About The Good Life Treatment Center
Welcome to the Good Life! We’re glad you’re here. At The Good Life Treatment Center, we offer the highest quality outpatient treatment South Florida has to offer. This isn’t just due to our innovative treatment techniques — it’s because we understand where you’re coming from and where you can go. We’ve been there, we recovered, and we know you can, too.
We are excited to welcome you to our luxurious facility. Located in North Palm Beach, we are close to the beach and surrounded by nature. In addition to standard programs, we work these natural wonders into our addiction treatment methods. The way we approach recovery is centered on building relationships, striving for success, and fostering complete wellness.
What makes The Good Life Treatment Center the best treatment center for the West Palm Beach area? It isn’t our prime location or our innovative outpatient rehab programs, it’s our team! Every individual on the Good Life staff is a certified professional with a passion for helping people heal. We combine our effective treatment methods with fun, connection, and community. Plus, our team includes people who are in long-term recovery themselves!
We understand what recovery entails, and know what works. Our treatment plans are individualized according to your needs, and will be tailored specifically to your current situation, past experiences with rehab, and other factors. If you want a treatment team that operates with respect, compassion, and expertise, then you’ve come to the right place.
The Good Life Treatment Center has a different approach than many other rehab facilities. We offer a wide array of paths to recovery, and the path you take will be completely dependent on what works for you. From traditional treatment methods to more alternative exercises, we are proud to have a variety of programs.
- Specialized treatment plans
- Intensive individual therapy
- Group counseling and therapy
- Family therapy
- 12-step programs
- Recovery workshops
- Recreational outings
- Individualized discharge plans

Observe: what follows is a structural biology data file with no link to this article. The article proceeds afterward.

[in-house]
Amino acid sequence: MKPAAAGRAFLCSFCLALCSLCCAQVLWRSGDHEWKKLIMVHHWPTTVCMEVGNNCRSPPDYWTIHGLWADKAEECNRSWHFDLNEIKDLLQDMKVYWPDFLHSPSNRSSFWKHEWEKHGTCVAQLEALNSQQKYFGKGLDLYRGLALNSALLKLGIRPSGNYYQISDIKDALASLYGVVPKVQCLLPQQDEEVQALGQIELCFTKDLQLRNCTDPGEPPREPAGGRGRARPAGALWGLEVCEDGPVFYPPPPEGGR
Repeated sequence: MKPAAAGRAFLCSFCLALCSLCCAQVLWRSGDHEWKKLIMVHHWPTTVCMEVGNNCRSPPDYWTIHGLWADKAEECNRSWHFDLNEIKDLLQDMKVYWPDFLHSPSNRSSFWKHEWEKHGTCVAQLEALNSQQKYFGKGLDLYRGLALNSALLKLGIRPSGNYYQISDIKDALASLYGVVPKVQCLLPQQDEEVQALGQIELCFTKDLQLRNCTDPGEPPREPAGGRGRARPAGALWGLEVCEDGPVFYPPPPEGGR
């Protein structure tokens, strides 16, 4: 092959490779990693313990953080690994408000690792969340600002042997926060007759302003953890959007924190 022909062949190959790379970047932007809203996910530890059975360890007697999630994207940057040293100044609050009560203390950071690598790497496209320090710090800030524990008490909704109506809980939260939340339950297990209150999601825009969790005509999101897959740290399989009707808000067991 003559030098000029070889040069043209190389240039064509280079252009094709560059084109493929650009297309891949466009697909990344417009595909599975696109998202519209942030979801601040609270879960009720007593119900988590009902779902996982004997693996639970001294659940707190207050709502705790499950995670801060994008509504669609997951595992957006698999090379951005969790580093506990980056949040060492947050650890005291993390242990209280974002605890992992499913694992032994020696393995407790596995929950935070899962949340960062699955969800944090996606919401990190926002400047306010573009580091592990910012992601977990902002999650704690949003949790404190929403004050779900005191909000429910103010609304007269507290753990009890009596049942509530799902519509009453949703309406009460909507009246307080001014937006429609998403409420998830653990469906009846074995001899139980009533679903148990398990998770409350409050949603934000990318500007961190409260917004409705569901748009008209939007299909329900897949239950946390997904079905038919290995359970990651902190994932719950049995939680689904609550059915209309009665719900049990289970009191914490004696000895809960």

- Aftercare and alumni support
- Tailored relapse prevention groups
- Spiritual and holistic health workshops
- Yoga, acupuncture, reiki, and other forms of traditional medicine
Q:Why choose The Good Life Treatment Center?
A:We place an emphasis on clinical care, evidence-based practices, wellness activities, and 12-step involvement. You should choose the Good Life because we’re 100% invested in you or your loved one’s complete recovery. We’re sober ourselves and we know what a living hell addiction is for everyone involved. We’ve been there and found a way out. We’ll show you or your loved one that way with dignity and respect.
Q:What makes your program special?
A:Our incorporation of wellness activities and our personal touch to addiction recovery makes our program special.
Q:Will my insurance cover addiction treatment?
A:While the Affordable Care Act mandated substance abuse and mental health coverage and parity, it isn’t guaranteed that your insurance will cover the entire cost of treatment. Insurance may cover some of the cost, it may cover all, or it may cover none. The only way to be sure if to verify the scope of your coverage.
Q:When does someone need treatment?
A:Unfortunately, there’s not a one-size-fits-all answer. You need treatment when you need it. Sometimes it’s when you face consequences like financial disaster, a car crash, an arrest, or an overdose. Sometimes it’s when you face emotional, mental, or spiritual bankruptcy. Sometimes it’s none of the above. A good rule of thumb is to try the following test to see if you or someone you know needs treatment: Try to stop using completely* for a month. If you can’t, then seeking professional help is a smart idea. *Certain substances produce physical dependence that can be incredibly uncomfortable, or even fatal, if stopped abruptly. These include alcohol, benzodiazepines, and opioids. Don’t stop abruptly if you’re taking these. Call your doctor to discuss your options.